Strike three; and I'm out, my feminine credentials in tatters, with very little to throw in that might redeem me. Because I have no illusions about the Dubarry boots: they're nice, and they look quality, but let's face it, most women either haven't heard of them, or associate them with a huntin', shootin' and fishin' country lifestyle as far removed from suburban life as it's possible to get. The epitome of 'county'. Footwear for snobs. And not footwear for glamorous girly girls. I also have pale blue wellies with hens on them, which are cute, but like the Dooberries they have no heel, and no pizzazz, and Jessica Rabbit wouldn't be seen dead in them.

Where does this leave me? Lacking in femininity? Less of a woman? It depends on what you think maketh one. I'm not going to worry.

Boots on: let's get some fresh air.

4 comments:

  1. Dubarry boots not well known? Not sure about that - my partner would have a pair like a shot if she could get in them !!

    I don't think your femininity is in doubt if you are basing it on stereotypes - the fact that you thought long and hard about them.... and still went ahead despite talking about saving?

    Becca

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  2. Oh, I don't doubt my femininity one bit - indeed the subtext of this post is that high heels and a big collection of footwear matter very little as female indicators, and nobody proves anything with them.

    If you're quite sure that Dubarry really is well-known, them I'm obviously pleased. But even in affluent and countrified Sussex, not many women are actually wearing them. I dare say that's because of the high cost. Alas, a significant part of my remaining cash went on buying them, and it will be a long time before I can afford anything comparable again! But it was worth it. They are so comfortable, and are my footwear of choice if going out. And I certainly get what I interpret as covetous looks from other women - not that I want to make anyone feel more than very mildly envious!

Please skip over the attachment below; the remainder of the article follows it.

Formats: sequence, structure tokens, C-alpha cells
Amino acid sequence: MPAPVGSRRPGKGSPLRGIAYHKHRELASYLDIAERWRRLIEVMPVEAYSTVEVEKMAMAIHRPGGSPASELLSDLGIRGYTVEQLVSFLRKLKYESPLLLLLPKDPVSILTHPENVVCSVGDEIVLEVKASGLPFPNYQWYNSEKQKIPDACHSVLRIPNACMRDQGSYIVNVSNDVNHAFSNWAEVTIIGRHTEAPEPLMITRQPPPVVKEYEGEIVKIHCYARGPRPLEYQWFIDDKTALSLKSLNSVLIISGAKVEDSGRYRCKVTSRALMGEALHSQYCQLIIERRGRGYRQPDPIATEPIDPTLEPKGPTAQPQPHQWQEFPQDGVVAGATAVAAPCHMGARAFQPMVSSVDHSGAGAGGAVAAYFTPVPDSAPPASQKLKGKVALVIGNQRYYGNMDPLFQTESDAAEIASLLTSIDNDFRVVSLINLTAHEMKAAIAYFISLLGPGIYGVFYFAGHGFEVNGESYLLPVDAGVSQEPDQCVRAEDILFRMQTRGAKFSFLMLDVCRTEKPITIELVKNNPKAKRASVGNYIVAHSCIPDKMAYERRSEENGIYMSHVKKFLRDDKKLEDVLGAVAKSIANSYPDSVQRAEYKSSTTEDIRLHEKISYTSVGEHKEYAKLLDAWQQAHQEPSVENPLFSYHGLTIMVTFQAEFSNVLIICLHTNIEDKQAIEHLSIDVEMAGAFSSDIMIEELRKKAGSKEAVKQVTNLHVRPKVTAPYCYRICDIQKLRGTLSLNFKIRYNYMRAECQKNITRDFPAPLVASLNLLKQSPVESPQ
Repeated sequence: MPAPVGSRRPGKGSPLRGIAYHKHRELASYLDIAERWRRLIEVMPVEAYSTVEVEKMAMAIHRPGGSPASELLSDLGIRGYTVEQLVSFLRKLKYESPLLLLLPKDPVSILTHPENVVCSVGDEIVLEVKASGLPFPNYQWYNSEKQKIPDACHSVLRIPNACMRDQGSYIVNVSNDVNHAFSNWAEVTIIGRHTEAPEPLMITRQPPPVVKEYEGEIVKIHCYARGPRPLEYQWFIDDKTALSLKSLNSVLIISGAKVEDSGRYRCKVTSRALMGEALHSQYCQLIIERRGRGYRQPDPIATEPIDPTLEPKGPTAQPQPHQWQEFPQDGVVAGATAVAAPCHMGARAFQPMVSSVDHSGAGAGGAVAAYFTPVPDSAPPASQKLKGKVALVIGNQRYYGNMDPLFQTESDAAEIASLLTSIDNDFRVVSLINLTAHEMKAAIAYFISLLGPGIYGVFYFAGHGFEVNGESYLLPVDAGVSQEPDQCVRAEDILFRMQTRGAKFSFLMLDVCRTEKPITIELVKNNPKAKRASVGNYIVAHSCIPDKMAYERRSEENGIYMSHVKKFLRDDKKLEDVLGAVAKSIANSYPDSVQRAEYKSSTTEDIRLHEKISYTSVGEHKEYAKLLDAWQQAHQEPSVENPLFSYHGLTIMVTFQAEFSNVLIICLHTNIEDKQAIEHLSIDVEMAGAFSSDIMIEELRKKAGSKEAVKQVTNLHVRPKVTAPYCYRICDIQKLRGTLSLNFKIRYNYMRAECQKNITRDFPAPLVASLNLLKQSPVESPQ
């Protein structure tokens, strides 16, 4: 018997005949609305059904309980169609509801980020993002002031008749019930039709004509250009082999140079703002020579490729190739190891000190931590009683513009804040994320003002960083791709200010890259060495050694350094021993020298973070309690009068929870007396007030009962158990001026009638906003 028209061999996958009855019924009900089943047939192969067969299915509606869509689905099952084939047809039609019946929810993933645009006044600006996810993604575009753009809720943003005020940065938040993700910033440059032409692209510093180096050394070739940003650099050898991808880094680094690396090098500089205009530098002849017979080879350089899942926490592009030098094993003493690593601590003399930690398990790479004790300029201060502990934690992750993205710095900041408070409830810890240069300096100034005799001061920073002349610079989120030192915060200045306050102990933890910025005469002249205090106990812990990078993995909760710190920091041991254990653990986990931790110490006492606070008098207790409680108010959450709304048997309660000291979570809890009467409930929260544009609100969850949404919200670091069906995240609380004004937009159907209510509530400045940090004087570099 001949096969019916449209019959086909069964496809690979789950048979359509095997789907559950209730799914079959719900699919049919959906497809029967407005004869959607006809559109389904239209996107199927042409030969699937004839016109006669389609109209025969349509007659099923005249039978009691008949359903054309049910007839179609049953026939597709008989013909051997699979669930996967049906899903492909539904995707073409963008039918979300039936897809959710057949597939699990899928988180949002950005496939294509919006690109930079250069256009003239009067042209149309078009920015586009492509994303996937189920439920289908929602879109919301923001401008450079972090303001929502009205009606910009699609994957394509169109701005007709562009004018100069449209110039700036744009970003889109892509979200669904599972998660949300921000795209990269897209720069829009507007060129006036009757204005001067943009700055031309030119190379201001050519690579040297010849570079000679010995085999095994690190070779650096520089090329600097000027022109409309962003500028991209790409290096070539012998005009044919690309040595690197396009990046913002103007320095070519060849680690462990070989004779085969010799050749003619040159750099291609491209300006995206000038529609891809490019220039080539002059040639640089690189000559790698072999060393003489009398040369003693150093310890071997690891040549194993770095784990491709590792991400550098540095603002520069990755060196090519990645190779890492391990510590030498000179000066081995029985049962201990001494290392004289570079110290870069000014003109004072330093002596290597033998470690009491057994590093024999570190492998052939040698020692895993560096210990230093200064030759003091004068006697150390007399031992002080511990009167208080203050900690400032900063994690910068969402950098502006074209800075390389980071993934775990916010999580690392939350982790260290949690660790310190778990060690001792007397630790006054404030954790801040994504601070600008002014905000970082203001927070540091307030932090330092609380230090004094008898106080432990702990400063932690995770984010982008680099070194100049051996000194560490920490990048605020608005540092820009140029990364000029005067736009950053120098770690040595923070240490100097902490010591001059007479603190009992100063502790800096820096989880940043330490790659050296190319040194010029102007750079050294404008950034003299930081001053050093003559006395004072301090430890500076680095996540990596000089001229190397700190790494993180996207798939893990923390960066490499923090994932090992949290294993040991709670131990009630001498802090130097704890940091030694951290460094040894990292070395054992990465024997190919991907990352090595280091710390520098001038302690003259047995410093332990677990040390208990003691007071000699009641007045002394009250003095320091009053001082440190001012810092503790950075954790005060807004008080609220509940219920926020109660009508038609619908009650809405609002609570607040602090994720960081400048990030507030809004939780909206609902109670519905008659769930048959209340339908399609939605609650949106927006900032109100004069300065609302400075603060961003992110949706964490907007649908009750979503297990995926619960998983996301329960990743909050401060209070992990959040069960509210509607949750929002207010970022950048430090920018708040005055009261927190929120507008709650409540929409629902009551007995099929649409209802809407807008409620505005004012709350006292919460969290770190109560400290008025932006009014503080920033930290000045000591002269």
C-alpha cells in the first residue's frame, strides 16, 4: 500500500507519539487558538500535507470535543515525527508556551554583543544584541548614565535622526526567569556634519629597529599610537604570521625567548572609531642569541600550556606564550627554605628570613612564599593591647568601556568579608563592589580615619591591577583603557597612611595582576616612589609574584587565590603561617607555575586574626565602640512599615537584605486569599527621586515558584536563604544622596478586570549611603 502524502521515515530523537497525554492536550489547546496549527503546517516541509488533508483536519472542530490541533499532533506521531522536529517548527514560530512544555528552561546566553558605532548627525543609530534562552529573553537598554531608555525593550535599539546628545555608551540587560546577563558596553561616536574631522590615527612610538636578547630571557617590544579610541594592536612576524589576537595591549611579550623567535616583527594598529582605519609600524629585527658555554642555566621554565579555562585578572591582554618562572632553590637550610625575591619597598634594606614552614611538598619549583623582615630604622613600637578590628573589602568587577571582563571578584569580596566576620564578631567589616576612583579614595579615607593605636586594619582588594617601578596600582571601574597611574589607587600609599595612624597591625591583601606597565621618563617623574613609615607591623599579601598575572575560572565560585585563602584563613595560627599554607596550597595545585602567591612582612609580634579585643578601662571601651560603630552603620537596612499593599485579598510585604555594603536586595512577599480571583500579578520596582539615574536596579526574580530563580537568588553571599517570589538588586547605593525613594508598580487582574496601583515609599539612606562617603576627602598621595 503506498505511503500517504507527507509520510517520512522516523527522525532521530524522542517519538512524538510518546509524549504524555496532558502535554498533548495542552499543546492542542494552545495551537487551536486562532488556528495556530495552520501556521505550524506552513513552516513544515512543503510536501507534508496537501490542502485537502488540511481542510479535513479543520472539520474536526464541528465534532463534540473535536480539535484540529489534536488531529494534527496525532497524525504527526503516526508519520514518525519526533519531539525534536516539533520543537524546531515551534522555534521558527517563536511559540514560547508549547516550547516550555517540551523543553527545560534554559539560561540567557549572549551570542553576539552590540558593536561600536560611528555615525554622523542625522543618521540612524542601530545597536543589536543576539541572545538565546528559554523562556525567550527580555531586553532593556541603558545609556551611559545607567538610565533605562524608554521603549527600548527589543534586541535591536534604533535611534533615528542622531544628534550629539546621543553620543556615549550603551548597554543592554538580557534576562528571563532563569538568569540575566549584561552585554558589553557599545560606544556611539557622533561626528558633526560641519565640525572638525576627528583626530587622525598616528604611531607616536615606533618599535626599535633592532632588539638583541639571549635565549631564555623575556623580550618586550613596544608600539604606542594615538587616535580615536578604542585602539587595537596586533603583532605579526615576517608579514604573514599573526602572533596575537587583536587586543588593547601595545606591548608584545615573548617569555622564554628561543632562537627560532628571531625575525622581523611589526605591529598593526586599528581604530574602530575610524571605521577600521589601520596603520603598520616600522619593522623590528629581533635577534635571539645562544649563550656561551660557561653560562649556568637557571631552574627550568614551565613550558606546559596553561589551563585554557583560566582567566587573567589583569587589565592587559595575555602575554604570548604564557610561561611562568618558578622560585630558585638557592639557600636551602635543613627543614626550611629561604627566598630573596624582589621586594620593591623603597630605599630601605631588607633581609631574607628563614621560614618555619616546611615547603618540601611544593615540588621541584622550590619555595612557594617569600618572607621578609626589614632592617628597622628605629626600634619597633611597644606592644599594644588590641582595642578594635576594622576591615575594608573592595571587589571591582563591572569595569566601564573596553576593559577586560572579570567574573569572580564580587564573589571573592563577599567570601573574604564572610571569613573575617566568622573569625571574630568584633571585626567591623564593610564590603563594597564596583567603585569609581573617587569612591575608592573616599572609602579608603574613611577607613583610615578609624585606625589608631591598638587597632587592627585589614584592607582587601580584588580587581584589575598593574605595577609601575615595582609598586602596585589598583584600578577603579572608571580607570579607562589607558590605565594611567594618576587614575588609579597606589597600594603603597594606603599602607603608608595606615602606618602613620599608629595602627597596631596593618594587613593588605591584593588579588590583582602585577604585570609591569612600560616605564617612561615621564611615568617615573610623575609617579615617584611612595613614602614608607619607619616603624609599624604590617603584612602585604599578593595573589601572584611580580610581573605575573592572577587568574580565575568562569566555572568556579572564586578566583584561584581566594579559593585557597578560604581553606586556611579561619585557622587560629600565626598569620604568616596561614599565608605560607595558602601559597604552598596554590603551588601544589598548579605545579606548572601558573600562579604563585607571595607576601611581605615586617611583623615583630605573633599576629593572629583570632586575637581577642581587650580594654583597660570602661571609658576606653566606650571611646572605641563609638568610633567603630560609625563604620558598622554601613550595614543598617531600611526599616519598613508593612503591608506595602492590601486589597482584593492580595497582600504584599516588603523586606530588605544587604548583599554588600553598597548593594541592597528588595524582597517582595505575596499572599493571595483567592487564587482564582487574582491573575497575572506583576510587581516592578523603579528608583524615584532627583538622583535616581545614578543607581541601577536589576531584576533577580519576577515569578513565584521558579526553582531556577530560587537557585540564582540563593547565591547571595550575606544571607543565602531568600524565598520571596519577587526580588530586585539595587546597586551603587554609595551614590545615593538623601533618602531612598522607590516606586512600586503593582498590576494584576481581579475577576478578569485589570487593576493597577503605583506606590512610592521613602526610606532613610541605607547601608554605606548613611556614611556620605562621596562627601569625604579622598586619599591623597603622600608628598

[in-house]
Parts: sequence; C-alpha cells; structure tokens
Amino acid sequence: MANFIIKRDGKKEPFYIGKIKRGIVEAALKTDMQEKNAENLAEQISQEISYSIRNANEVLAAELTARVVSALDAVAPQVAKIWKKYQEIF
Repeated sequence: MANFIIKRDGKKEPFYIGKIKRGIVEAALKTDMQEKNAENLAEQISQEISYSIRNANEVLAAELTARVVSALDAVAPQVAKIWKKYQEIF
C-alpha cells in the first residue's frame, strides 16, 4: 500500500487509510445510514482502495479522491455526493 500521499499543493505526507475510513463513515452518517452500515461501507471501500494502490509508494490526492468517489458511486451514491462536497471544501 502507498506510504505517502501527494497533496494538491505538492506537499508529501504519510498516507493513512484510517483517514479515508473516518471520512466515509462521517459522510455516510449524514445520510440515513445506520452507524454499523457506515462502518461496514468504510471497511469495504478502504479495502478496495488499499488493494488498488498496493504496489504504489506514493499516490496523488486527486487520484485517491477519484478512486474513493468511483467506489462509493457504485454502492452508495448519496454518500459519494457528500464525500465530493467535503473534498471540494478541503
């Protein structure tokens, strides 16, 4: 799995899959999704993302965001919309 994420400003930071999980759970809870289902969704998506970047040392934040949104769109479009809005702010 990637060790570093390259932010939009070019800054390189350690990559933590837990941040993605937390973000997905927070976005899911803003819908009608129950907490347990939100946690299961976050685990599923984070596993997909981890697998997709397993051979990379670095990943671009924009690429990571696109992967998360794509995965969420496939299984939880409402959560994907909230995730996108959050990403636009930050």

Lucy

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  3. I never quite understand why women wear high heels. When I see someone on stage like Kylie tottering around limiting her dance moves through fear of falling over I don't quite understand why she'd want to do this to herself.

    But what I do know? I'm a transman after all.

    Love reading your blog. :)

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  4. Well you must have seen the pics on my blog (Gallery) where I photographed several pairs of very high heeled shoes I possess. However, I agree with you, these shoes only ever came outon special occasions and almost never get worn these days. I do have middle height more chunky styles that get a lot of wearing though. A note for LL Cool Joe, I actually found dancing in high heels far easier than just walking in them. High heels are great if the floor/ground is nice and flat and if you can sit down most of the time! Although boots are nice to wear I wouldn't wear them on a night out. I have four pairs of boots only one of which can be worn when going for a walk, the others are fashionable with mid height heels. I am not sure having plenty of shoes makes me any the happier but I do love shoes and would fill a room with them if I could afford to. As it is my collection is probably modest at around 30 pairs or so. About the toes being squashed: I find that the lower to middle heel heights tend to make my feet slip forward which can 'squash' the toes in the front but funnily the very high heels don't do that, they make the toes bend allowing them to sit flat on the floor. Of course higher heels can cause problems elsewhere can't they?

    Shirley Anne xxx